If buyer, seller and agents are reasonable, proactive and responsive this whole process can take less than 10 days. If the allotted time is used for each step, and it is affected by a weekend and maybe a holiday, this dance can easily take over 20 days. Normally a lender will not even want to order an appraisal until the inspection contingency is satisfied. It may take a week to 10 days to get an appraiser out to the property. Even though a home inspection is one of the first things to happen after a deal is signed around, it can easily be the cause of a delayed closing and the need for a contract extension.
Truth-in-Lending/Real Estate Protection Act Integrated Disclosure Rule (TRID) is a new mortgage act that was implemented in 2015. It will affect all home purchases that include a mortgage as well as refinances. The purpose of the act is to protect the barrower and insure that they understand all the terms and costs of their loan.
This is a direct result of the irresponsible lending practices that were commonplace during the real estate boom early this century. At that time lenders offered loans with complicated terms, adjustments and penalties. Barrowers would get loans not understanding all the terms or what all the fees were for. Some borrowers would not understand that their interest rate would adjust up or that their loan balance would actually increase in size. It was not uncommon for a barrower to get to the closing table and find that there interest rate was a quarter percent higher or that the loan fees had gone up $10,000.
In 2010 the Dodd-Frank law was passed. This is a law designed to hold lenders accountable and protect barrowers. The new TRID is a result of this law. The TRID act has been completed for over 2 years and was originally slated to be implemented 3 months earlier. The delay took it from the middle of the buzziest time of year for home sales to a much slower time of year. If it was implemented when it was originally scheduled, it would have caused a lot of problems for the real estate mortgage industry.
The two main new documents that are a result of TRID are the Loan Estimate and the Closing Disclosure. These documents replaced the Good Faith Estimate and the HUD-1. The Loan Estimate is required to be delivered to the barrower within 3 days of loan application.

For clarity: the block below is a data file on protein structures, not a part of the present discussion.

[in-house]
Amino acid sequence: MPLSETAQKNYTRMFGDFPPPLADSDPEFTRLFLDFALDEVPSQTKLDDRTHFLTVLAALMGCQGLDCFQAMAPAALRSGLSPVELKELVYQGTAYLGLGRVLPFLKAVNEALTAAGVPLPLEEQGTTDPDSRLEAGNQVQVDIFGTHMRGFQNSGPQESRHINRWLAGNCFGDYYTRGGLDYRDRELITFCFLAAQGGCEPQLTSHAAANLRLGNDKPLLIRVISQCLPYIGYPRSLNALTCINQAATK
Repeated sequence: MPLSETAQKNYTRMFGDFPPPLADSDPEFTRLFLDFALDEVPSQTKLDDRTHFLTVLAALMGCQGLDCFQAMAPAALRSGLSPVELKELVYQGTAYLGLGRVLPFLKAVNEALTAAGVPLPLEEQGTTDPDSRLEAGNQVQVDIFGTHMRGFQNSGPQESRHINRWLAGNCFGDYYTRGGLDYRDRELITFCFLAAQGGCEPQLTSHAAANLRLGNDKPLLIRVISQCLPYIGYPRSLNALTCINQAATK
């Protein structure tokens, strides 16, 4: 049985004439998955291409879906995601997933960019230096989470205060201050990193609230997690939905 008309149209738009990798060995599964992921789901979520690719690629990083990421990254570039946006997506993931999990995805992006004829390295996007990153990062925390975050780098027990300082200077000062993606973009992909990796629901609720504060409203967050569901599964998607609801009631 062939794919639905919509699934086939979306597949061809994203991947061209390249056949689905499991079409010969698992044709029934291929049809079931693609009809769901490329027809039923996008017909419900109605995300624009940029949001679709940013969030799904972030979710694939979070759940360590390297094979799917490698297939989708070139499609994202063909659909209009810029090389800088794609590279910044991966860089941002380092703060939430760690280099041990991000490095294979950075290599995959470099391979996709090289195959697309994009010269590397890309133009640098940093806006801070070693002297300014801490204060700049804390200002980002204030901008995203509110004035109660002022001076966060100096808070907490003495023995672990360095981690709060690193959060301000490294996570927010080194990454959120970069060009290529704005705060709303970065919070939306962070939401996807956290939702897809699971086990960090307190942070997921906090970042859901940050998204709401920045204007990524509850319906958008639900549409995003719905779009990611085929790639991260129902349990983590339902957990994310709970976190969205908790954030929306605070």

The Closing Disclosure is required to be delivered to the barrower 3 days before they sign closing papers. This document is prepared by the loan officer, reviewed by the underwriter, goes back to the loan officer and finally to the barrower for their 3 day review. The HUD1 was often prepared just before signing and didn't give the buyer any time to review it before signing. It was a little difficult to understand anyway. The preparation and review of the closing disclosure will add about 6 days to the closing time. Any last minute changes will cause the process to start over.
These forms are easier to understand than the forms that they replaced and the lending process is more transparent. The only real drawback is that is going to take a lot more time for a loan to close. What we are talking about here is a 10 day increase in closing times and even longer in many cases. This can cause a lot of problems when multiple sales need to close simultaneously. This is a very common situation when a seller needs the proceeds from the sale of their home to close on the home that they are buying. If their sale is delayed, it will cause their purchase to be delayed. If their purchase is delayed, they may not have a place to live for a while.
Another concern is interest rate locks. This is where a borrower pays a fee to lock the interest rate to insure that the rate does not go up by the time they close. Standard locks are for 30, 45 and 60 days. The longer locks have higher fees. Lock extensions can be even more expensive. The barrower's choices end up being; paying for a long rate lock, delaying locking in a rate until closer to closing or risking incurring additional costs for a lock extension.
Right now the new TRID is causing some challenges with both lenders and escrow agents. Soon they will learn how to best work with the new rules and head off problems that are likely to arise.
written by:Todd Hays